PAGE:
Spotlight on Jayawardene
While a mouth-watering clash is on the cards between sub-continental rivals Sri Lanka and Pakistan in the first semifinal of the World Twenty20, all eyes will be on who goes out to toss with Pakistan skipper Mohammad Hafeez on Thursday. Sanjjeev K Samyal reports. Match reckonerindia Updated: Oct 04, 2012 11:21 IST
While a mouth-watering clash is on the cards between sub-continental rivals Sri Lanka and Pakistan in the first semifinal of the World Twenty20, all eyes will be on who goes out to toss with Pakistan skipper Mohammad Hafeez on Thursday.
It will be interesting to see whether the hosts try the same trick as they did in their final Super Eights game against England when Kumar Sangakkara was nominated the official captain because Mahela Jayawardene risks a ban if the team is docked a second time for slow over-rate.
The situation will be the same for the semifinal, and given that many feel the move is against the spirit of the game, the lenses are trained on Sri Lanka.
Jayawardene didn't rule out a repeat. “We still haven't decided how to approach this game. During a game, we take different decisions and this was one like that. It was not to undermine anyone or do anything illegal.”He added: "We didn't bring anyone from outside to lead our side. We just made a tactical move under the circumstances. The fact is if we fall another one over short, I will miss a match."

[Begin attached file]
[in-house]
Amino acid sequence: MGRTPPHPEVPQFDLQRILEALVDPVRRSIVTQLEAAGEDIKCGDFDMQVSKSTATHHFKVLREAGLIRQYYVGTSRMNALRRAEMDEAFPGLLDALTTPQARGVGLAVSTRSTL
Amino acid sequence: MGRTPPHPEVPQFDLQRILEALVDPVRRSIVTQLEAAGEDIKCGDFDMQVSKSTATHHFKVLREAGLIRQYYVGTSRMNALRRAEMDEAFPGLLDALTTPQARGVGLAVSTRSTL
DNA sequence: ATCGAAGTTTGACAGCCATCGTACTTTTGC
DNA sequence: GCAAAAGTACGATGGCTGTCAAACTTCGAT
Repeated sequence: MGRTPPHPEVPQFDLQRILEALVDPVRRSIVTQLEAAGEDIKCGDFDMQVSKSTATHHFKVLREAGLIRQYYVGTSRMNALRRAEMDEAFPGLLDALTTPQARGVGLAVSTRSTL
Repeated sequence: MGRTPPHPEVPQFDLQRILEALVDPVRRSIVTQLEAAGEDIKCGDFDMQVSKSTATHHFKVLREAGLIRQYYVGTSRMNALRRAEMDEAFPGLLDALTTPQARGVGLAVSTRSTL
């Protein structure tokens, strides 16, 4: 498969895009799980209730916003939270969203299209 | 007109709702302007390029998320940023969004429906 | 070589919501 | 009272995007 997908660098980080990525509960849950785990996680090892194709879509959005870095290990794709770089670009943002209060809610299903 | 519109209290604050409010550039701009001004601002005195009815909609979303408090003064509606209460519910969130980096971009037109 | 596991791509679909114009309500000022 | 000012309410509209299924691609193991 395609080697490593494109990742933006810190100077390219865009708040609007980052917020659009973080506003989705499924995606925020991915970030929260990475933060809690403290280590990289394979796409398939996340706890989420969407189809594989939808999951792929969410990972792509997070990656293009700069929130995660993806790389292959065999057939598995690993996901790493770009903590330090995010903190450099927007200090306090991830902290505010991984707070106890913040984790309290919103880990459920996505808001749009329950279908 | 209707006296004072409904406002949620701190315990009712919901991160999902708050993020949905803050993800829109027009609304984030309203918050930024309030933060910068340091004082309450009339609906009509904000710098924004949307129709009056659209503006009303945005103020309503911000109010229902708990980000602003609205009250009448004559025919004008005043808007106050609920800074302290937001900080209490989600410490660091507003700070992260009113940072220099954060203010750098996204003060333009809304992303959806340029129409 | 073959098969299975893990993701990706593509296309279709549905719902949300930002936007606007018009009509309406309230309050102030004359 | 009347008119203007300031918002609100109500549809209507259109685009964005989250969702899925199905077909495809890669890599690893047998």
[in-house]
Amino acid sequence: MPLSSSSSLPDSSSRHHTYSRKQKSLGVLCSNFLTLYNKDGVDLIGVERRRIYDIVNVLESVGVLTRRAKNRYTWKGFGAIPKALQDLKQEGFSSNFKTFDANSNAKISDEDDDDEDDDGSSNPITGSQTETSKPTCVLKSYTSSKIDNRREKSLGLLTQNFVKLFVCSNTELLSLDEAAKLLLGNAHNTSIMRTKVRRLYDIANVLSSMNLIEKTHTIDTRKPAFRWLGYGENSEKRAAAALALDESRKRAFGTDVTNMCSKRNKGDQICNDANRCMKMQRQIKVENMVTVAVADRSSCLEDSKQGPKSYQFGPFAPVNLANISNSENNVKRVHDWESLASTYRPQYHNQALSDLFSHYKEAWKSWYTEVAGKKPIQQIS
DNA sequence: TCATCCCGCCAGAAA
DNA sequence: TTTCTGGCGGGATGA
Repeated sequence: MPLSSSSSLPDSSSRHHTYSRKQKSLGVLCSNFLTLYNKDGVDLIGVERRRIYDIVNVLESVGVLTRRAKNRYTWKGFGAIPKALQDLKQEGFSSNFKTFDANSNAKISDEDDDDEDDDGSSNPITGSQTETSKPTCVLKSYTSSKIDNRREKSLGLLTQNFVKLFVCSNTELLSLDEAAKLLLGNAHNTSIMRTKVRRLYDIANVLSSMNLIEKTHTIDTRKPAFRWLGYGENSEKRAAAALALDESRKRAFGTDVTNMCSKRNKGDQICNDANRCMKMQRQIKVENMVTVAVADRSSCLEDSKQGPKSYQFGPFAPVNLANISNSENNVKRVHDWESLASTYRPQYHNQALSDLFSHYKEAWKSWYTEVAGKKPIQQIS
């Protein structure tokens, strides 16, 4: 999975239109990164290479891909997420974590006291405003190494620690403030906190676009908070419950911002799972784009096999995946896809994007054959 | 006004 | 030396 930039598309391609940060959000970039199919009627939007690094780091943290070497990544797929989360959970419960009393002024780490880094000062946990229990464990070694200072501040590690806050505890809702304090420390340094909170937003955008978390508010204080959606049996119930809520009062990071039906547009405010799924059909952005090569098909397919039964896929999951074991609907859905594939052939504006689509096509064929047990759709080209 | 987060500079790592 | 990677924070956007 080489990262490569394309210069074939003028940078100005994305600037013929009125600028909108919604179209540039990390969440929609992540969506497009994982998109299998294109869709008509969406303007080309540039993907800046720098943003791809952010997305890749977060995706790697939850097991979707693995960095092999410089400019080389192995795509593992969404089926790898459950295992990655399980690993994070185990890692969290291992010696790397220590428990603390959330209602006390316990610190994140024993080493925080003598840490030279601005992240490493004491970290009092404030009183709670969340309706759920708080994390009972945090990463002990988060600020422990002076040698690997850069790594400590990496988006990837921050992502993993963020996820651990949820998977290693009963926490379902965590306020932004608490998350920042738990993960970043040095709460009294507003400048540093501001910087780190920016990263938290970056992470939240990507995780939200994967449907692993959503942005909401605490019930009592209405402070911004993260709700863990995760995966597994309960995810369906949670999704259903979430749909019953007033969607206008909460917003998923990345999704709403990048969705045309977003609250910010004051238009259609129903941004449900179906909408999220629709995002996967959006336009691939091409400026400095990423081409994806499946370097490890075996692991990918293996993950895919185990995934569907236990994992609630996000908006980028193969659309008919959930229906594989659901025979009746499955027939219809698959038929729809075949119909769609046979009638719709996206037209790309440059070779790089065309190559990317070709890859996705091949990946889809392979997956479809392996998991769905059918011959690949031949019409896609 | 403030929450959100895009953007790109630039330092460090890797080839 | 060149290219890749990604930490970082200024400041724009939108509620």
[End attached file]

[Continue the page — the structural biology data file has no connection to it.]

Asked if the International Cricket Council had sought an explanation, he said: “I haven't been approached by anyone. I can't stop people thinking whether it was in the right spirit or stuff. There was no malice on our part.”
The semifinal will be a battle between the world’s best spinners. Both teams also have batsmen who play spin well. It will be a treat to watch Saeed Ajmal and Shahid Afridi take on the likes of Jayawardene and Sangakkara. For Sri Lanka, the unorthodox Ajantha Mendis and Akila Dhananjaya will hold the key.
Pakistan will also have to factor in the home support Sri Lanka will enjoy. But Hafeez is undaunted. “We have not been playing at our home grounds and we are quite used to it. We get crowd support in some places, sometimes we don't. I wish the crowd supports the team which plays better.”
However, the green brigade will seek comfort in the fact that Sri Lanka have never won a Twenty20 at the Premadasa. They have been almost unbeatable in the other formats at the venue but have lost all four T20s.
The Sri Lanka captain shrugged it off: “Some of those T20s we tried new players and new combinations. Right now, we don't have to cast our minds back to so far back.”